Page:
On September 22, 2011 Dr. Scott Taylor addressed the FDA Director over Mercury use in Dentistry at a San Francisco FDA town hall meeting.  Dr. Taylor spoke directly on the need for FDA accountability to the established dangers associated with dental amalgam (mercury) fillings.

Here is a report issued from Charlie Brown of Consumers for Dental Choice covering the FDA town hall meeting.

FDA Director Shuren Confronted at Town Hall Meeting, Says Amalgam Announcement Coming Back

FDA agrees to amalgam announcement this year.

The U.S. Food and Drug Administration’s Director of the Center for Devices has agreed that FDA will issue an “announcement” on amalgam by the end of this year.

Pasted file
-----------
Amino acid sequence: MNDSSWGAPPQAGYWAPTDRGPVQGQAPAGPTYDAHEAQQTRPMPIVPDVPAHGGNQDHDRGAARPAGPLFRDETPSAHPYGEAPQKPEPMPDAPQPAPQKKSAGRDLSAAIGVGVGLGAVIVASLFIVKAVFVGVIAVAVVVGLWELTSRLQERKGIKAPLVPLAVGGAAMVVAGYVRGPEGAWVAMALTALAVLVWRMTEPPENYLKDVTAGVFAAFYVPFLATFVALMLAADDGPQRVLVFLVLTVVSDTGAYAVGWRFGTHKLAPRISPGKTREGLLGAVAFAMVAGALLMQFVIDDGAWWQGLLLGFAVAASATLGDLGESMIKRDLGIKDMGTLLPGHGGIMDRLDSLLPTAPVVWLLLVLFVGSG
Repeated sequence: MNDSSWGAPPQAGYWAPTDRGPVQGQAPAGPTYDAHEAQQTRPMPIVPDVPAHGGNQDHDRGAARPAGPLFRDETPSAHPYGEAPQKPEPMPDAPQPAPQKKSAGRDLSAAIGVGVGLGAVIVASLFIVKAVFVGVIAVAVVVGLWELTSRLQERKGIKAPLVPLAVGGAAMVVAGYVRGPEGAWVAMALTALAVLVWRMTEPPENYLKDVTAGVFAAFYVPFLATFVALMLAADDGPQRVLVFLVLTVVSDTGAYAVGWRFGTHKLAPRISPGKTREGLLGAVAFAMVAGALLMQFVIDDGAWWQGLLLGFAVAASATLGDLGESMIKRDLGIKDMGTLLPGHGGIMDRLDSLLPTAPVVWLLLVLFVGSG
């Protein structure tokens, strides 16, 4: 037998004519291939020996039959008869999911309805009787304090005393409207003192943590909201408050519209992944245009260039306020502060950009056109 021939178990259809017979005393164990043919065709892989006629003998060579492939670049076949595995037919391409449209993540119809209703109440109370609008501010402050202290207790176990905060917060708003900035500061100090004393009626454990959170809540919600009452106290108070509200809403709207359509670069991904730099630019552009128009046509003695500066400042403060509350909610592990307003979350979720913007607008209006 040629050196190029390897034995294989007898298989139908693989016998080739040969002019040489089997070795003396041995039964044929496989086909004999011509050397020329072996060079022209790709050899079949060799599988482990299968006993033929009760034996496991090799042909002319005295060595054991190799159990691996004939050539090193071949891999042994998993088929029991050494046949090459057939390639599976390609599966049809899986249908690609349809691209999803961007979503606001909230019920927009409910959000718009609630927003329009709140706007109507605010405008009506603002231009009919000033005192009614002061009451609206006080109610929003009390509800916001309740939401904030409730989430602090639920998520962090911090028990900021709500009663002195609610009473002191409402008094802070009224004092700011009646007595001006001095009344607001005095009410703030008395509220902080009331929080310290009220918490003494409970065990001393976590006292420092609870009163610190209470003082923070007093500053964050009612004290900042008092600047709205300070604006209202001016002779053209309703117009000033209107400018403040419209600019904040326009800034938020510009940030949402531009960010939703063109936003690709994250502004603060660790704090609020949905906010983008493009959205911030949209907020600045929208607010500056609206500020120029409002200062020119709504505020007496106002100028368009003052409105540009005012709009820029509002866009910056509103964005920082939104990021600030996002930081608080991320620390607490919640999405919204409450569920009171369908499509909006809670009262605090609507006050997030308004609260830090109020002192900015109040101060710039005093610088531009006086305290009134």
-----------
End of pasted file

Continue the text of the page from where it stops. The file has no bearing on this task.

Dr. Jeff Shuren, who signed the appalling 2009 amalgam rule, agreed to this timeline as he presided at an FDA town hall meeting in San Francisco on September 22. It was the third FDA town hall meeting this year – and for the third time, our movement showed up in force to confront Dr. Shuren about the dangers of mercury fillings. The first town hall meeting was in Texas, the second in Florida, and now the third in California – these states represent a quarter of the U.S. population!

California grassroots director Anita Vazquez Tibau presented testimony on behalf of Consumers for Dental Choice. She highlighted amalgam’s devastating impact on the Latino community. “Many Spanish speakers told me that their dentists have never ever used the word ‘mercurio’ in a discussion,” Anita explained to Dr. Shuren. “Instead, it is deceptively called la amalgama plata – ‘silver fillings.’ I’d like to see you tell everyone that mercury is toxic, and please post it in Spanish as well.”